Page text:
Boston’s Jazz Anchor

Boston’s Jazz Anchor

In a year in review article at the end of 1989, the Boston Globe’s Fernando Gonzalez said that the then brand-new Scullers Jazz Club “looks like it’s here to stay.” Also in 1989, the Globe’s Steve Morse wrote, “Need a retreat to hear some of the best jazz in town? You can’t go wrong with Scullers, a superb new club with a panoramic view of the Charles River and Boston skyline. The atmosphere is warm, the ambiance low-key and the bookings a breath of fresh air. The intimate, 110-capacity club [has] marble tables, deep-cushioned chairs, Honduran mahogany walls and an upscale but not uppity feel… This club’s a welcome addition — and long overdue in the local jazz world. ”


When Scullers was founded, it filled a hole in the local music scene – while Cambridge and Somerville had several lively jazz spots, Boston had not had a major jazz venue since the Starlight Roof in Kenmore Square closed in 1986. Several other important venues, such as Jonathan Swift’s and Charlie’s Tap, had closed earlier in the decade. Boston needed something like Scullers.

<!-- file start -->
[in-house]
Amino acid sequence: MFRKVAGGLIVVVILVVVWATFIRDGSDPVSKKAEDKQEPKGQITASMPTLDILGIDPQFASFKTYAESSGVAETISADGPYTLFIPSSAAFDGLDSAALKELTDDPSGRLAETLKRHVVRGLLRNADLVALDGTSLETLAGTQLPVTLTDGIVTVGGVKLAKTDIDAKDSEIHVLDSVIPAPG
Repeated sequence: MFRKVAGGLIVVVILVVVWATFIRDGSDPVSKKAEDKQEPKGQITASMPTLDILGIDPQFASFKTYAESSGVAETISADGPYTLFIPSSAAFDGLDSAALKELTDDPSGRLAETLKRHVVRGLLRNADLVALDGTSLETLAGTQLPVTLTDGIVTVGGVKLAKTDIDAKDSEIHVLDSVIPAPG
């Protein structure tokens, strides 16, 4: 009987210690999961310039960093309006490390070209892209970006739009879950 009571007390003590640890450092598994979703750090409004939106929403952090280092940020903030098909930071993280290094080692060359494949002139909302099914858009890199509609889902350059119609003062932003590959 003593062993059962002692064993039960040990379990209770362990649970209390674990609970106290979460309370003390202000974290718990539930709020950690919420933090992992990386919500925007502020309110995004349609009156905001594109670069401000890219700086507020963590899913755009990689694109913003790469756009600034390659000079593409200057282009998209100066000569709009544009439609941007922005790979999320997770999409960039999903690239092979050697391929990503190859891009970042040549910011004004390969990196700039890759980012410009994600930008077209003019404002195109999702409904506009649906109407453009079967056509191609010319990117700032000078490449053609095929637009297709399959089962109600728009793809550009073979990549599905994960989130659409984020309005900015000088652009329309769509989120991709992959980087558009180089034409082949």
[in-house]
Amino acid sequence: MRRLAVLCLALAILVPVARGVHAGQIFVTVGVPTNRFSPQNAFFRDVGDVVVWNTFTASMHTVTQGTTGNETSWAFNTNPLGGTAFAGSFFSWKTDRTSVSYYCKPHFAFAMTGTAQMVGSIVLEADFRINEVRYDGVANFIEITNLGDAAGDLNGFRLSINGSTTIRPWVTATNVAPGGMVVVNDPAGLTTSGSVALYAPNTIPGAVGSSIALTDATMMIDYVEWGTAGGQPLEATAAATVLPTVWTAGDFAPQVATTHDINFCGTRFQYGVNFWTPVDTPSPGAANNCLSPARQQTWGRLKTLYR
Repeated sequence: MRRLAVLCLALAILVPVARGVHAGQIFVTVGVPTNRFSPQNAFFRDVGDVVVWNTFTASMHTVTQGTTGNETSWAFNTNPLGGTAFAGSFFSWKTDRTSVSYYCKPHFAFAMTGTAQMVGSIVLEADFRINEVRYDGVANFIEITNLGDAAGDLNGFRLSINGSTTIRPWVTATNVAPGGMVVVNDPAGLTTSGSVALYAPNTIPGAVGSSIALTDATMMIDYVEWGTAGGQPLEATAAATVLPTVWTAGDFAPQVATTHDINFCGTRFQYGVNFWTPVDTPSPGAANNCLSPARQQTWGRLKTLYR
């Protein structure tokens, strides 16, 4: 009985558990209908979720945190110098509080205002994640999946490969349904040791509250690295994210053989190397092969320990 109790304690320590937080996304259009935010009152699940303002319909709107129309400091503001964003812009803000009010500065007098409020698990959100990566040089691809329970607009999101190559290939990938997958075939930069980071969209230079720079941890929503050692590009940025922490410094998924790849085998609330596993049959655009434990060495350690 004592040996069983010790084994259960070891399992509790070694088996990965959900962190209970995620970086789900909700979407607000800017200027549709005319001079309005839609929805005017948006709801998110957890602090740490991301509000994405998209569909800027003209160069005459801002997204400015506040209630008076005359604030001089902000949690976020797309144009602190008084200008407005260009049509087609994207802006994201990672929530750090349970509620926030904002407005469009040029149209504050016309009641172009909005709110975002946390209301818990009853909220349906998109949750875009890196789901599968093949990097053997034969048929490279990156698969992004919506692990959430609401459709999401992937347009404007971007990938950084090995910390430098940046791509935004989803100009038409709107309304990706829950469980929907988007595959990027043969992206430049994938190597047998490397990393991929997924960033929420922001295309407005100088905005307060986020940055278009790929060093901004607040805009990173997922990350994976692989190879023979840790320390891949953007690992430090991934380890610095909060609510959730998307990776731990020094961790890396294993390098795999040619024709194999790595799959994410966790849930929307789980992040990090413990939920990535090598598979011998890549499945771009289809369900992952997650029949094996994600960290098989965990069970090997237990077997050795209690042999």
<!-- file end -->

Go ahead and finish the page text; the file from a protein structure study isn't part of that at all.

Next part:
Since the now iconic club will be celebrating its twenty-fifth birthday next year, it’s safe to say that Fernando Gonzalez was right when he said Scullers is here to stay. But why wait until a big anniversary to celebrate Scullers? The Yoko Miwa Trio’s annual Scullers show is next week, November 20, at 8 pm, so get your tickets now.

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